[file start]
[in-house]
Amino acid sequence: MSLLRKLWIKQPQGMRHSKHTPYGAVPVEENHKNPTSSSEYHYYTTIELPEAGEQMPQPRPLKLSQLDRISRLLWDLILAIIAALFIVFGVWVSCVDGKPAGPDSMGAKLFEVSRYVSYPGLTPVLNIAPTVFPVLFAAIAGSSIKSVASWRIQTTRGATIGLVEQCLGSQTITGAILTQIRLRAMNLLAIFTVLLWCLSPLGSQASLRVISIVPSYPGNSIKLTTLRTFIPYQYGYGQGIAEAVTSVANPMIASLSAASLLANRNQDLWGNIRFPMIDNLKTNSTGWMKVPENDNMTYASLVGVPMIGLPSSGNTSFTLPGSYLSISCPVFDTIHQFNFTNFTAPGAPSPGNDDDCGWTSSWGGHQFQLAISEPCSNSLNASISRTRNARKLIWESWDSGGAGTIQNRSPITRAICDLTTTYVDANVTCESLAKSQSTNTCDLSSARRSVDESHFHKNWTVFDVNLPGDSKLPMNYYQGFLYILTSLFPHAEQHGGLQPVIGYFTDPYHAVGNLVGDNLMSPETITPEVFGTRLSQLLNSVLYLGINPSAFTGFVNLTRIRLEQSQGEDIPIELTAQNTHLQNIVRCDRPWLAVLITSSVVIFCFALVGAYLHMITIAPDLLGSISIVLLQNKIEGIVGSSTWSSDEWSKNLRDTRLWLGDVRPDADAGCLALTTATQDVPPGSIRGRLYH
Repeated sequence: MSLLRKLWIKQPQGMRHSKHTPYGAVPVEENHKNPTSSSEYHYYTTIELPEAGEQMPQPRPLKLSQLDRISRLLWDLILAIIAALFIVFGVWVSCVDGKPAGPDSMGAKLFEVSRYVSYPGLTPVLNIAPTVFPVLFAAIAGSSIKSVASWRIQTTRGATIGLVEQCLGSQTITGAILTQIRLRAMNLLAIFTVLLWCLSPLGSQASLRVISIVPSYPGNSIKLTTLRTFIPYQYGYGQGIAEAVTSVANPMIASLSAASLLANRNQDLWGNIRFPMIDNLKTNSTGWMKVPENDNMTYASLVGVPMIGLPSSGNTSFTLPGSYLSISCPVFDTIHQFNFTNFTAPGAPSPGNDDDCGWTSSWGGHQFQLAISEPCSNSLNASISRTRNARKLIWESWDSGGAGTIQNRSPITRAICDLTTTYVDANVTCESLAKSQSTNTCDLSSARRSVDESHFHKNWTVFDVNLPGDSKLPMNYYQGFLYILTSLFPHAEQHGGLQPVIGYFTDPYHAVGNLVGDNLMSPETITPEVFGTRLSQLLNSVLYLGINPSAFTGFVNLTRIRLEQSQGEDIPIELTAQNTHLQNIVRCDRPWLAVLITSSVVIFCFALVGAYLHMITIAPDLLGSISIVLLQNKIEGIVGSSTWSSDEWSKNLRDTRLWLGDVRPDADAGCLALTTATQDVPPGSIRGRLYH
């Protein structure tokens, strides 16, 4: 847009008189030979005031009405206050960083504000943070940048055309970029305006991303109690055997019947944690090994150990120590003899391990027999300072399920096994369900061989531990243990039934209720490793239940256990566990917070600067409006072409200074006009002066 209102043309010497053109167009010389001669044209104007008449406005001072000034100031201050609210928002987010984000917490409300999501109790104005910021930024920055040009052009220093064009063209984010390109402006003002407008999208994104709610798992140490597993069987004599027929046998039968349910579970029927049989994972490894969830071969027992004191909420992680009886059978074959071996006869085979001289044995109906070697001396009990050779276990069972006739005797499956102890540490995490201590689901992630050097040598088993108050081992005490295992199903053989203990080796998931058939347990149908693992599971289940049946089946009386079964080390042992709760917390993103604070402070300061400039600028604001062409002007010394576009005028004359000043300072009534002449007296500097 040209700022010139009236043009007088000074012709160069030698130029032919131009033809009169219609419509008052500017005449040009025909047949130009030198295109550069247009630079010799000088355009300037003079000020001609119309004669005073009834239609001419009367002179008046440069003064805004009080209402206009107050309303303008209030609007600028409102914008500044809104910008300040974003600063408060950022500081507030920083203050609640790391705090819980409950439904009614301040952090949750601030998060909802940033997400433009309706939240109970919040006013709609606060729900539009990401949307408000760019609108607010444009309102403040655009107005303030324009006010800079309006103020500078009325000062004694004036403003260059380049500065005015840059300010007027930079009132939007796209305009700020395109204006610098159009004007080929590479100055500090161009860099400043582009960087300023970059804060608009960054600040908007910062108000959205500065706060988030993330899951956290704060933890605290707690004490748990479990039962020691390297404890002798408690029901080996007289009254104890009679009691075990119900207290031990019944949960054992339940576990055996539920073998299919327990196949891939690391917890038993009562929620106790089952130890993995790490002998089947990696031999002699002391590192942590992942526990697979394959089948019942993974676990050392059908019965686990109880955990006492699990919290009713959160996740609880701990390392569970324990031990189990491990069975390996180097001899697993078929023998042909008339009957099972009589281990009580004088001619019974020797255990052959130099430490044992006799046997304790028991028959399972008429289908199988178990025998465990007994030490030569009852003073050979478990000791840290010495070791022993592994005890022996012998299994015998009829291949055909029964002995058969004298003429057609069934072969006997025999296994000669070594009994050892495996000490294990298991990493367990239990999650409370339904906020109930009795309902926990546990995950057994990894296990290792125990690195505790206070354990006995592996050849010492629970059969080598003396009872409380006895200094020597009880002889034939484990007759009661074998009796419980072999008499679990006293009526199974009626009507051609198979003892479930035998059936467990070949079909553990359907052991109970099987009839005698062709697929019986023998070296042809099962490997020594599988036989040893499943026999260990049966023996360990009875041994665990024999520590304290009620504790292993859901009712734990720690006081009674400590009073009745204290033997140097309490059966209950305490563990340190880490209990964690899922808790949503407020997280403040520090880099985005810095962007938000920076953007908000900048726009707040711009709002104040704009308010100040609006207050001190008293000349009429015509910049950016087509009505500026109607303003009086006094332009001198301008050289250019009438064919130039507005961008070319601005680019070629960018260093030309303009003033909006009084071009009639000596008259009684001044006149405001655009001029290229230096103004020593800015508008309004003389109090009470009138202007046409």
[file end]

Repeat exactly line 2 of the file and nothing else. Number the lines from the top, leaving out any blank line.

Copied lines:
Amino acid sequence: MSLLRKLWIKQPQGMRHSKHTPYGAVPVEENHKNPTSSSEYHYYTTIELPEAGEQMPQPRPLKLSQLDRISRLLWDLILAIIAALFIVFGVWVSCVDGKPAGPDSMGAKLFEVSRYVSYPGLTPVLNIAPTVFPVLFAAIAGSSIKSVASWRIQTTRGATIGLVEQCLGSQTITGAILTQIRLRAMNLLAIFTVLLWCLSPLGSQASLRVISIVPSYPGNSIKLTTLRTFIPYQYGYGQGIAEAVTSVANPMIASLSAASLLANRNQDLWGNIRFPMIDNLKTNSTGWMKVPENDNMTYASLVGVPMIGLPSSGNTSFTLPGSYLSISCPVFDTIHQFNFTNFTAPGAPSPGNDDDCGWTSSWGGHQFQLAISEPCSNSLNASISRTRNARKLIWESWDSGGAGTIQNRSPITRAICDLTTTYVDANVTCESLAKSQSTNTCDLSSARRSVDESHFHKNWTVFDVNLPGDSKLPMNYYQGFLYILTSLFPHAEQHGGLQPVIGYFTDPYHAVGNLVGDNLMSPETITPEVFGTRLSQLLNSVLYLGINPSAFTGFVNLTRIRLEQSQGEDIPIELTAQNTHLQNIVRCDRPWLAVLITSSVVIFCFALVGAYLHMITIAPDLLGSISIVLLQNKIEGIVGSSTWSSDEWSKNLRDTRLWLGDVRPDADAGCLALTTATQDVPPGSIRGRLYH